ABSTRACT: Background The purpose of this study is to elucidate incidence, mortality, survival, and prevalence of kidney cancer in elderly persons compared with younger persons in Denmark. Material and methods Cancer of the kidney was defined as ICD-10 code DC 64. Data derived from the NORDCAN database with comparable data on cancer incidence, mortality, prevalence and relative survival in the Nordic countries, where the Danish data were delivered from the Danish Cancer Registry and the Danish Cause of Death Registry with follow-up for death or emigration until the end of 2013. Results The proportion of patients diagnosed with kidney cancer over the age of 70 years has decreased from 43% in 1980 to 32% in 2012 in men and remained almost constant in women, around 50%. Incidence rates were at least five times higher in men aged 70 years more but there was no particular trend with time. In men aged less than 70 years, the incidence rates started increasing around 2000. The incidence rates were lower in women but with a similar pattern as in men. Mortality rates remained stable over time in persons aged 70 years or more while they decreased with time in younger women. Both the one- and the five-year relative survival increased steadily over time for all age groups but the survival was lower for patients aged 70 years or more than for younger patients. The prevalence increased three times from 1559 patients being alive after kidney cancer in1980 to 4713 in 2012. Conclusion A challenge in managing kidney cancer in the elderly is to establish interdisciplinary collaborations between different specialties, such as surgeons, clinical oncologists, and geriatricians to be able to deliver the best possible care in the future.
    No preview · Article · Jan 2016 · Acta oncologica (Stockholm, Sweden)
  • [Show abstract] [Hide abstract]
    ABSTRACT: Background Registration of haematological malignancies presents specific challenges, and a wide range of data is required to ensure case ascertainment and proper classification of these diseases. We studied the data quality of myeloproliferative and myelodysplastic neoplasms in the Finnish Cancer Registry (FCR), comparing information with hospital discharges. Material and methods Hospital discharges (HILMO) in 2007-2013 including diagnostic codes of myeloproliferative and myelodysplastic neoplasms were extracted. Patients were individually linked to the FCR database for all haematological malignancies registered in 1953-2013. Coverage and accuracy of the FCR and agreement between registers was estimated. Results In total 5289 individuals were retrieved from two registers. Of these, 1406 were common, 1080 only found in the FCR and 2803 only in the HILMO. Coverage of myeloproliferative and myelodysplastic neoplasms in the FCR was 47.0% (95% CI 45.7-48.4%). Almost one quarter of the registrations in the FCR was based on a death certificate only. The accuracy of diagnosis was 51.4% (95% CI 49.4-53.3%), but it varied substantially by disease category. Kappa statistic for agreement between registers was excellent (0.83, 95% CI 0.80-0.85) for common cases. 7.6% of cases in the HILMO was registered as leukaemias in the FCR. Conclusions More than half of the patients found in the HILMO were entirely missing from the FCR. However, some of the diagnoses in HILMO may be preliminary and this represents the maximal number of missing cases. Cancer registers benefit from supplementary data sources, such as hospital discharges, to increase coverage and accuracy of register data on haematological malignancies.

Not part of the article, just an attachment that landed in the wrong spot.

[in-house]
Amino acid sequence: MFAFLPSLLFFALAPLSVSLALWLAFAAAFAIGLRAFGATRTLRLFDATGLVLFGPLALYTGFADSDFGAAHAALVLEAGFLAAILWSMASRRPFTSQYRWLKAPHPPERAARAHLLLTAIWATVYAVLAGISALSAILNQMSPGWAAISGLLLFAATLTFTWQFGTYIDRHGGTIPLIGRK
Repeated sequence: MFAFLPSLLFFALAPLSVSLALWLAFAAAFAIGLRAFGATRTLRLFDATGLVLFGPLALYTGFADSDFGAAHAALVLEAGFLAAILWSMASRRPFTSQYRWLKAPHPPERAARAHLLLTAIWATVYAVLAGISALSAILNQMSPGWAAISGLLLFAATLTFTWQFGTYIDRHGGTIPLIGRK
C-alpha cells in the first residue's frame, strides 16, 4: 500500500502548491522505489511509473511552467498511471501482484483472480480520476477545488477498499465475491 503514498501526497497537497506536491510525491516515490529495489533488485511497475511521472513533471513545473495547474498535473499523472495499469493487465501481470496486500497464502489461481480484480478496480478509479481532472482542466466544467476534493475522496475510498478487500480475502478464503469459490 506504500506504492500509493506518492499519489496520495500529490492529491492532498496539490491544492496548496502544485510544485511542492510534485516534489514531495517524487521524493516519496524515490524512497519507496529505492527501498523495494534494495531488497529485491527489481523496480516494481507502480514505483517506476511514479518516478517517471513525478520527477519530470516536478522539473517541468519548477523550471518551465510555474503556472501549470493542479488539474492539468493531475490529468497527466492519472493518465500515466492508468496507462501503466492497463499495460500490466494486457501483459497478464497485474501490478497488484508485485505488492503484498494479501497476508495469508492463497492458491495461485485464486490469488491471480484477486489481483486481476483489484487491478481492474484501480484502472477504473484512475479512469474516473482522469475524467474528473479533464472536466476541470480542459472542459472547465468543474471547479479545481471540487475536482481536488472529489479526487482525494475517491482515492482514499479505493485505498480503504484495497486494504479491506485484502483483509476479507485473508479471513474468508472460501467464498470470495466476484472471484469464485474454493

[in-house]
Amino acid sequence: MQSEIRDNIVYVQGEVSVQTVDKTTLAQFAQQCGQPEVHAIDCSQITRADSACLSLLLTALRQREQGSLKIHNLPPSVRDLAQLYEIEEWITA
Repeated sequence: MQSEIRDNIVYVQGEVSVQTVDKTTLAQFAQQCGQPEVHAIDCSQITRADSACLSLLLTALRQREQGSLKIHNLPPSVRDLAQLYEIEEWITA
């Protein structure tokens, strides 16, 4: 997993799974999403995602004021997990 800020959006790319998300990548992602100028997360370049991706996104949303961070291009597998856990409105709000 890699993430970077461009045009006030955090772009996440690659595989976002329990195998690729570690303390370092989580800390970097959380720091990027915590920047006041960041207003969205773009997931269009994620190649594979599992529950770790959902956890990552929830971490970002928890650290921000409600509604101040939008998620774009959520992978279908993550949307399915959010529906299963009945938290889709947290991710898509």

No preview · Article · Jan 2016 · Acta oncologica (Stockholm, Sweden)
  • [Show abstract] [Hide abstract]